|The original smart phone?|
When Kelly and I do a book appearance one of the most common questions is, “How do you have time for all this stuff?” Our response is two parts. The first is to say that we don’t recommend people try to do everything in our book but, instead, focus on the things you like to do most. The time will appear as your interests and priorities shift. The second is that we don’t watch TV.
That being said, there are many places in modern life from which to “harvest” some time other than from evening TV-viewing hours. Email is where I’ve begun my time harvesting lately. While incredibly useful, email has become a daily, herculean task. It’s also a medium that’s as addictive as crack (there has been debate about including email addiction in the Diagnostic and Statistical Manual of Mental Disorders). Like lab rats waiting for a treat to shoot down a slot, we get rewarded via stimulation for for checking it constantly.
This is where a suggestion in a book I otherwise strongly dislike1, Timothy Ferris’ The 4-Hour Workweek, comes in handy. Ferris suggests checking your email twice a day, at 11 AM and 4 PM. Why these two times? He believes that we get our best work done early in the morning and that it’s best to have that morning period uninterrupted by distractions such as email. Ferris suggests that if you were to map out a day in which you checked email constantly you would see a huge amount of time wasted just through the short but high frequency of interruptions.
By checking email once at 11 and 4 you have a chance of getting a response before the end of the day. To do this you “train” your family, friends and co-workers by placing a footer at the bottom of your email to inform them when you check your email. Mine reads,
I check my email at noon and after the sun sets. If your needs are more urgent please give me a call at [HOME NUMBER]. Bloggin’ at www.rootsimple.com. Co-author (with Kelly Coyne) of the Urban Homestead (Process Media) and Making It: Radical Home Ec for a Post-Consumer World (Rodale).
It would be cranky, but I’ve thought about reminding people that my phone number connects you to this device:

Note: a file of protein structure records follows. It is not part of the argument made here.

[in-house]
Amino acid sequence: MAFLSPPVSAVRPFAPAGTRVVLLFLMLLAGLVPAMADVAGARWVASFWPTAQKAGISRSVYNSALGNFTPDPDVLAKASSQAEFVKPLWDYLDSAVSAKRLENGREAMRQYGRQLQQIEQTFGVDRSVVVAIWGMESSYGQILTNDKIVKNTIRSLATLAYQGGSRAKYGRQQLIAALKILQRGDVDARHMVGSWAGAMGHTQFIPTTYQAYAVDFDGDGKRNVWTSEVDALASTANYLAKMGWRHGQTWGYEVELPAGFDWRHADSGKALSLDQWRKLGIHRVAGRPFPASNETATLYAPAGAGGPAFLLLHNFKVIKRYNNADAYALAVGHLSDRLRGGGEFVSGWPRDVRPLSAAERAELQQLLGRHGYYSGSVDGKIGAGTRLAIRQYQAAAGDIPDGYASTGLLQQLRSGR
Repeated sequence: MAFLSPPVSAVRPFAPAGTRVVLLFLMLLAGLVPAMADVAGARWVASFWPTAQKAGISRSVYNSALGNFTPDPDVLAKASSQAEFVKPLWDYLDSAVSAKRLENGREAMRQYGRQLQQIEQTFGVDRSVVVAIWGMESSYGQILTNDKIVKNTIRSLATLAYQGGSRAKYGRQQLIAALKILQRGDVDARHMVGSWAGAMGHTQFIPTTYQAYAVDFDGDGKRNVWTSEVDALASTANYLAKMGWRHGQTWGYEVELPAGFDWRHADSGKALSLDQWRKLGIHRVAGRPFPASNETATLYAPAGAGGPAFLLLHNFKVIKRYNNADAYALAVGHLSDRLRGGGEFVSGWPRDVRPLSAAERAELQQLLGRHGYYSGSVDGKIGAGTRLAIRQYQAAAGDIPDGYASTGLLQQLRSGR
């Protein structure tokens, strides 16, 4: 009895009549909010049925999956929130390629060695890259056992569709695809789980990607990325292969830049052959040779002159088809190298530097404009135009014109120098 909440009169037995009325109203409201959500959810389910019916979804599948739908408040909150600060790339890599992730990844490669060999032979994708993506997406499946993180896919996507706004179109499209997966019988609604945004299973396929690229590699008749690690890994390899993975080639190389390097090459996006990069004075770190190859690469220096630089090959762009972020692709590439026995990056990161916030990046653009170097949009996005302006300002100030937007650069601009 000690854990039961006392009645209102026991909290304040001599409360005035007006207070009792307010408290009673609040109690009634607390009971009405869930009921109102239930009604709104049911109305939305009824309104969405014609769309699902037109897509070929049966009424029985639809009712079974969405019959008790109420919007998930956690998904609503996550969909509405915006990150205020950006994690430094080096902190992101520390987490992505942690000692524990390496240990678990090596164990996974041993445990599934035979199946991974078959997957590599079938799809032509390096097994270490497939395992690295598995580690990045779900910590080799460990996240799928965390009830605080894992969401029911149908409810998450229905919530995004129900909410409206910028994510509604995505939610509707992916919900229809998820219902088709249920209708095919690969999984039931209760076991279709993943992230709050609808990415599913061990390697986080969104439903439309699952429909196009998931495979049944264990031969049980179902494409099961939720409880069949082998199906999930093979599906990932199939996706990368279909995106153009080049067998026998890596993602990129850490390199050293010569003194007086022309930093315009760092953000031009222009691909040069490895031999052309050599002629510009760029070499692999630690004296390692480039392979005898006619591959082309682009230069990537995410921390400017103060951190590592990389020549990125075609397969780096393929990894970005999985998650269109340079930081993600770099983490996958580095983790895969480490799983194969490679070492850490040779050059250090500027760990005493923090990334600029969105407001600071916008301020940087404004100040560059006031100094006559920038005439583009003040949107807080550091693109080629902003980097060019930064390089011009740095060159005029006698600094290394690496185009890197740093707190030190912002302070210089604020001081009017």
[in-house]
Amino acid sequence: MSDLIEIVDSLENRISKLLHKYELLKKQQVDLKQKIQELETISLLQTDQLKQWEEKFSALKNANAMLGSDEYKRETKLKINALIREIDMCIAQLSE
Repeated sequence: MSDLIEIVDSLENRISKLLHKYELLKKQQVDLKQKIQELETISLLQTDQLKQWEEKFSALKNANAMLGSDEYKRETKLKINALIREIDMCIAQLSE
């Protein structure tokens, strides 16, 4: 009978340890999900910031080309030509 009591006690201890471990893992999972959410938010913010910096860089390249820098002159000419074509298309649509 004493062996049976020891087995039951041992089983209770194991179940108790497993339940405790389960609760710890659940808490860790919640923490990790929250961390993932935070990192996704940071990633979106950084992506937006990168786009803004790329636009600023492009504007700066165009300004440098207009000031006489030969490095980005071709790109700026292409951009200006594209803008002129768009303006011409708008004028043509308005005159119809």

I may have to add on to that email footer:
I check my email at noon and after the sun sets. If your needs are more urgent, lease give me a call at [HOME NUMBER]. Regarding my communication device, the Western Electric 500 desktop telephone: It does not allow me to see what your number is, so do not be surprised if I don’t know who is calling. It is wired to the wall and, thus, not “mobile”. If you hear a “busy signal” (oldsters can tell you what that sounds like) it means I’m talking to someone else and don’t even know you’re trying to call. You should call again later. The Western Electric 500 does not function as a map, camera, meat thermometer or allow me to update my Facebook page. But it has a nice ring, and I do love hearing the sound of your voice. Bloggin’ at www.rootsimple.com. Co-author (with Kelly Coyne) of some books printed on paper.
But that would be rude. Plus I do have a “mobile” communicator though I don’t give that number out, because I hate getting calls on it while I’m out and about and doing things.
But I digress. I’ve also worked on reducing email before it gets to me by sending many a newsletter and press release to my crack spam detection unit. And I deleted my email-generating Linkedin account (someone please explain Linkedin to me). If I could delete my Facebook profile I would, but I still find it useful for keeping in touch with friends and readers. And if I could shorten my emails to the length of the typical Morse code transaction I would, but that strategy, I fear, would get misinterpreted as brusqueness.
My new email twice a day regime seems to be working. I’m getting a lot more work done. Now I want to be clear that I’m not anti–technology. I like email and find cellphones useful in many circumstances. I just think that we need, as Douglas Rushkoff put it, a “time out” to sort out what’s useful and what is a time suck. I’d rather use email and cellphones as a tool to help other people, to garden, to do all the things I love to do. Taming the email beast has been a useful first time management step for me.
Leave a comment and tell us how you deal with email!
1. Why do I dislike The Four Hour Work Week? I think with this book and The 4-Hour Body, Ferris simply sat down and asked, “how do I write a best selling book?” Let’s see, what topics should I cover? What do people care most about? Flat abs? check. Money? check. Sex? check, etc. Sort through the hyperbole in these two hefty tomes and you’re left with a few sentences of decent advice.